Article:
History Made on the Supreme Court

232 years after the court’s founding, the first black woman takes her place as a justice this summer.


Image provided through the Creative Commons License via Google.

Gigi Hanner, Sandscript Author

On February 25th, history was made when President Biden nominated Ketanji Brown Jackson to the Supreme Court as a replacement for Stephen Breyer. Then, on April 7th, Jackson was confirmed in a 53-47 decision. She will become the first black woman to serve on the Supreme Court sometime this summer, once Breyer’s retirement begins. 

Jackson’s confirmation hearing in the Senate lasted from March 21st through the 24th. She was asked many questions about her record as a public defender, social issues, and other issues of contention. 

Her past legal experience will make her a unique justice on the court since she will be the first justice to have any experience as a public defender. This will give her a new perspective on what the average American citizen most wants and needs, allowing her legal decisions to be influenced by the general public, something not commonly seen in the court. Additionally, she is the only justice that attended a public high school, giving her another window into typical American life.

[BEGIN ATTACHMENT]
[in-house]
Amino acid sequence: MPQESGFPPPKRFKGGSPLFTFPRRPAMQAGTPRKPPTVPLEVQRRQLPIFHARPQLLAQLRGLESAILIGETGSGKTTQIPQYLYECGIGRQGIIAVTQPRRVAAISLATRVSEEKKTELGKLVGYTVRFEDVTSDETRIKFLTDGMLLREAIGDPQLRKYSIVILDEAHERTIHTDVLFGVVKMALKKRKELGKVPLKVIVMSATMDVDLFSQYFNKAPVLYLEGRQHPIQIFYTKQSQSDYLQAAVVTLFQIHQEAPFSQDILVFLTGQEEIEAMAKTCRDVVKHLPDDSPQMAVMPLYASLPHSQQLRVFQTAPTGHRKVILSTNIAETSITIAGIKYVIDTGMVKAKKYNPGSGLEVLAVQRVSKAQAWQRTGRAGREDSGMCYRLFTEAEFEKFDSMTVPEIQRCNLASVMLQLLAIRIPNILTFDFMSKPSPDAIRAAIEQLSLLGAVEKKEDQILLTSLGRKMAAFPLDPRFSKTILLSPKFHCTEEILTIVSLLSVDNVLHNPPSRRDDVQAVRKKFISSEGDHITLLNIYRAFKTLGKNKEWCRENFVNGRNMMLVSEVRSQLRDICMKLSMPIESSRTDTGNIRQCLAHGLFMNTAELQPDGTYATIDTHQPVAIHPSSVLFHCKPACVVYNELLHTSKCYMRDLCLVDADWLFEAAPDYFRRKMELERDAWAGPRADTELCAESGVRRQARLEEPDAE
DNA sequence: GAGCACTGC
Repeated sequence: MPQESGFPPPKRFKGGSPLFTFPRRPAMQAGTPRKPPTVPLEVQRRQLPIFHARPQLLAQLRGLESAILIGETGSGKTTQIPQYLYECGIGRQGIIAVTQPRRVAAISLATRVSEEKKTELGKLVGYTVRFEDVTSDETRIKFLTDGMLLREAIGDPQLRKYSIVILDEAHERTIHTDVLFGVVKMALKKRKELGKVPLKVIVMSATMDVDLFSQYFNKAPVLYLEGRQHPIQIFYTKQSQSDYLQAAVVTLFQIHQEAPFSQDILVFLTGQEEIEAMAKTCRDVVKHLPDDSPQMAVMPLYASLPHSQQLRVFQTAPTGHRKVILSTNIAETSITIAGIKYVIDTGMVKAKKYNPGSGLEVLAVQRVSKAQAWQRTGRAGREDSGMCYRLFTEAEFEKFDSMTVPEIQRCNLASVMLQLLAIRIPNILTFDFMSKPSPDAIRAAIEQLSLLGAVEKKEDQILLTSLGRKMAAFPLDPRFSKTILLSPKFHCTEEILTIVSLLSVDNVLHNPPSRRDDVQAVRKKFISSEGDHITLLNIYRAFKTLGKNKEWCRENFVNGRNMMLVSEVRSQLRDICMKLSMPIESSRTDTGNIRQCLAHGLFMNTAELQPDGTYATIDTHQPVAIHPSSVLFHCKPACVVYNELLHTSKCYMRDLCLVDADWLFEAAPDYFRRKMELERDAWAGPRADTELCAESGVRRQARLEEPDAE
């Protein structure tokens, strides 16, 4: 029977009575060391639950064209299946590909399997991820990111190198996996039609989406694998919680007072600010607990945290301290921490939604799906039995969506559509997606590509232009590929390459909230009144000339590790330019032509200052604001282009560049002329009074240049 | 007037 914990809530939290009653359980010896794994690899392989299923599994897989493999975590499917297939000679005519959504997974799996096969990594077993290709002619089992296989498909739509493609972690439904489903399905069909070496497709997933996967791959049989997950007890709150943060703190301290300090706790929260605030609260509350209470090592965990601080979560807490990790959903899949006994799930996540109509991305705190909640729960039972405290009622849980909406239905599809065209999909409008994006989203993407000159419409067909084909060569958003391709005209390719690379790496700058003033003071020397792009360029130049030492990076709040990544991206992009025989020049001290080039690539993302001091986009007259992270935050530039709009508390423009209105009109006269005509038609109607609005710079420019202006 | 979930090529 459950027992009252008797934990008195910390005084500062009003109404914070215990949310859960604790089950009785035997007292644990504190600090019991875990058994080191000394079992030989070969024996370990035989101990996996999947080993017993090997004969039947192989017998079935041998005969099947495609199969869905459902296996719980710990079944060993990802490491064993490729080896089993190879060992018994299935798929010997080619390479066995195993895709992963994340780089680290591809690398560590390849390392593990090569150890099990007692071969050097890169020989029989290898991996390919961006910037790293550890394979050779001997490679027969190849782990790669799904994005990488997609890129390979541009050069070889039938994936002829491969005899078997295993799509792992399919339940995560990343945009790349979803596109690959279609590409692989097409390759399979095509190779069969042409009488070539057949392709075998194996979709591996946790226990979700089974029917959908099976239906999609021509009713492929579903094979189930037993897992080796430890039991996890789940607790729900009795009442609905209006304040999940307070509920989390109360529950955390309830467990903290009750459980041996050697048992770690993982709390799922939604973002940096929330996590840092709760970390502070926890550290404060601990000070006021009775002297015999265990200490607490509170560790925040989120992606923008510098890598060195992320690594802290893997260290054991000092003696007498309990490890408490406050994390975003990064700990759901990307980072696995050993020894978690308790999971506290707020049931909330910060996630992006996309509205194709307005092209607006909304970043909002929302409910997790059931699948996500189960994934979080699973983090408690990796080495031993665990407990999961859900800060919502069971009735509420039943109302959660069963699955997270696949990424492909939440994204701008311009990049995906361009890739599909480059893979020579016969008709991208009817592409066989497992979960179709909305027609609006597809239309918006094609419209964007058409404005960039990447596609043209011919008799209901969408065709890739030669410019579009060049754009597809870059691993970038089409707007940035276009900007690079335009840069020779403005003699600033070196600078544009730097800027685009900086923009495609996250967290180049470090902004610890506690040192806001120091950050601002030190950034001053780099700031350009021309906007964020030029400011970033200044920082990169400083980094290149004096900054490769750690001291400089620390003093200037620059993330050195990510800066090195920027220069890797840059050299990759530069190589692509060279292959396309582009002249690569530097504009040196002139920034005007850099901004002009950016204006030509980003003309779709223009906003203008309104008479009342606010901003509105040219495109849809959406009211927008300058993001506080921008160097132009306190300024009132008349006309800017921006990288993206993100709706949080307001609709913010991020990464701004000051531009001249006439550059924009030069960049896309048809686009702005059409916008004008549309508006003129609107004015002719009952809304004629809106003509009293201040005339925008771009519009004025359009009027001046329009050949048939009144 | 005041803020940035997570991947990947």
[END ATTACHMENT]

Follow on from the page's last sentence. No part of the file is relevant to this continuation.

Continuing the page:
Overall, Jackson has a foot in the door with the average citizen that the other justices do not have. Her qualifications gave her support from Democrats across the country, and she even received a letter of endorsement signed by 83 former state attorneys general. 

Despite her support and qualifications, her confirmation was by no means a bipartisan one. The Senate Judiciary Committee held a vote on April 4th to see whether Jackson’s nomination should advance to the senate which resulted in an 11-11 decision. After the tie vote, the Senate voted to discharge Jackson’s confirmation from the committee and have it be moved officially to the senate. Only three senate republicans ended up voting in her favor: Susan Collins (Maine), Lisa Murkowski (Alaska), and Mitt Romney (Utah). 

Now that she is officially confirmed, the Supreme Court will see its first black associate judge in its ranks. Her journey to the highest court in the country is a historic one, and she will certainly bring a new viewpoint to the existing group of judges.